Monitoring Heart Failure
When it comes to heart failure, the patient plays an active role in tracking his or her condition. This article provides five tips to help you actively monitor your heart failure.
Tip 1: Weigh Yourself Daily
- Use the same scale.
- Wear similar clothing each time you weigh yourself.
- Weigh yourself at the same time each day (for example, when you get up in the morning, before eating and after urinating).
- Record your weight in a diary or on a calendar.
Call your doctor if you gain two or more pounds in one day or five or more pounds in one week.
With your doctor's approval, follow the guidelines below if you notice any signs of increased swelling or fluid retention, including: your belt seems tighter, your belly seems more swollen, your clothes don't fit as well, your feet and ankles become swollen, your shoes become tight, or your shoe laces seem shorter.
- Eliminate 500 mg of salt from your diet for two days (today and tomorrow).
- Decrease the liquids you drink by 1 and 1/2 cups (360 cc) for two days (today and tomorrow).
- If you do not notice a decrease in body fluid or a decrease in weight after restricting sodium and fluid for two days, call your doctor. Your doctor may need to adjust your medications.
Tip 2: Monitor Your Fluid Intake
If your doctor requires you to restrict your fluids, record the amount of liquids you drink/eat every day. You may need to restrict your fluids to 8 cups (which is equal to 64 ounces or 2 quarts) every 24 hours. Recording your intake will help ensure that you are not taking in more fluids than you should.
To properly record your fluid intake, you need to learn the number of cc's or ml's in common servings. Some sample measurements are included below.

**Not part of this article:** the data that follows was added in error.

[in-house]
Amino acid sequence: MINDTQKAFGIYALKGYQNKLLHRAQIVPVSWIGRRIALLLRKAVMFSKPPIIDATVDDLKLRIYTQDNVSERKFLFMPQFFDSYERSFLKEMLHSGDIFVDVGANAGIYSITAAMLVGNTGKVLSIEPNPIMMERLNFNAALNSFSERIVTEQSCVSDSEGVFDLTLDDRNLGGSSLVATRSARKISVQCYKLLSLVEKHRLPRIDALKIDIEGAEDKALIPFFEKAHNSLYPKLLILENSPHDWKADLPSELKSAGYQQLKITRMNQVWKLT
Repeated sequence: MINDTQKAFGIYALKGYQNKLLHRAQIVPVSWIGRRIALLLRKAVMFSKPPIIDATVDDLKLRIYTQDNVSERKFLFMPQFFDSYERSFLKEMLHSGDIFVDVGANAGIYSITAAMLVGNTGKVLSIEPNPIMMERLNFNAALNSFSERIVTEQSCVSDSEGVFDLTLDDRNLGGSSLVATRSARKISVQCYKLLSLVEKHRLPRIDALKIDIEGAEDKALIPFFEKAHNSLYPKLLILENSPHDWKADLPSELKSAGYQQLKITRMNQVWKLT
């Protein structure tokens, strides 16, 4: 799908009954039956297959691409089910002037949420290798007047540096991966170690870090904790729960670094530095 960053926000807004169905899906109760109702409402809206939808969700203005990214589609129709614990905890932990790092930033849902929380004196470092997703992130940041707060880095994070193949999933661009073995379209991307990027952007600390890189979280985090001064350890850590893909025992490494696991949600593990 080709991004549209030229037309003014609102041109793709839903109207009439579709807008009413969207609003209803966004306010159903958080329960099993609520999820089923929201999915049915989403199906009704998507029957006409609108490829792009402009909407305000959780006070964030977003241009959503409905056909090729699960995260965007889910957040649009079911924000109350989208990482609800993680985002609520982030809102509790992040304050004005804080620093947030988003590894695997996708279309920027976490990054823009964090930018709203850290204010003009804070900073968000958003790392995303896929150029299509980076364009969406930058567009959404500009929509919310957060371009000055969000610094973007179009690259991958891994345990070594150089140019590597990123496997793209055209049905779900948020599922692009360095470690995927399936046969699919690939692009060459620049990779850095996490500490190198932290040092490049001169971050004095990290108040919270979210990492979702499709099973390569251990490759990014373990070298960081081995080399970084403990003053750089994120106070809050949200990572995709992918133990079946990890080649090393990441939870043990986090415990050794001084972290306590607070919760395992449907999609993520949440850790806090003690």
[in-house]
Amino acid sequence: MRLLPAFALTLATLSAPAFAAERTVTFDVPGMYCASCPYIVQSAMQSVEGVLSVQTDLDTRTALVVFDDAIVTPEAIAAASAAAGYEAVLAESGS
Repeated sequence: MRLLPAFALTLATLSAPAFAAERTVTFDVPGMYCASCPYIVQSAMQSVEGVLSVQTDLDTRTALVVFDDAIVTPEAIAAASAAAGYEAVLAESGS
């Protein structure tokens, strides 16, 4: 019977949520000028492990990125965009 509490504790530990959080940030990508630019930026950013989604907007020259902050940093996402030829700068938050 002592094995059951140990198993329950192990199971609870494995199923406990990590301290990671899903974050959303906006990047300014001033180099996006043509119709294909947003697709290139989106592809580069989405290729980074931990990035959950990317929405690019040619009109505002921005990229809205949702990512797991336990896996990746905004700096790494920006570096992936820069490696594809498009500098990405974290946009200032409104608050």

1 ml = 1 cc
1 ounce = 30 cc
8 ounces = 240 cc
1 cup = 8 ounces = 240 cc
4 cups = 32 ounces = 1 quart
Coffee cup = 200 cc
8 ounce glass = 240 cc
Milk carton = 240 cc
Small milk carton = 120 cc
Juice, gelatin or ice cream cup = 120 cc
Soup bowl = 160 cc
Popsicle half = 40 cc
Some foods are considered to be fluids, including:
- Gelatin (Jell-O)
- Soups (thin or thick)
- Ice cream
One way to keep track of your fluid intake is to fill a 2-quart pitcher to the top with water and place it in an accessible place in the kitchen. Every time you drink or eat something that is considered a fluid, remove the same amount of water from the pitcher/bottle. When the pitcher/bottle is empty, you have had your limit of fluids for the day.
Note: being thirsty does not mean your body needs more fluid. You need to be careful NOT to replace the fluids that diuretics (water pills) have helped your body get rid of. Here are some tips for decreasing thirst:
- Nibble on frozen grapes or strawberries.
- Suck on ice chips (not cubes), a sucker, or washcloth soaked in ice-cold water.
- Cover your lips with petroleum jelly, flavored lip balm, or lip moisturizer.
- Suck on hard candy or chew gum (sugarless).
Record your urine output, as recommended by your doctor.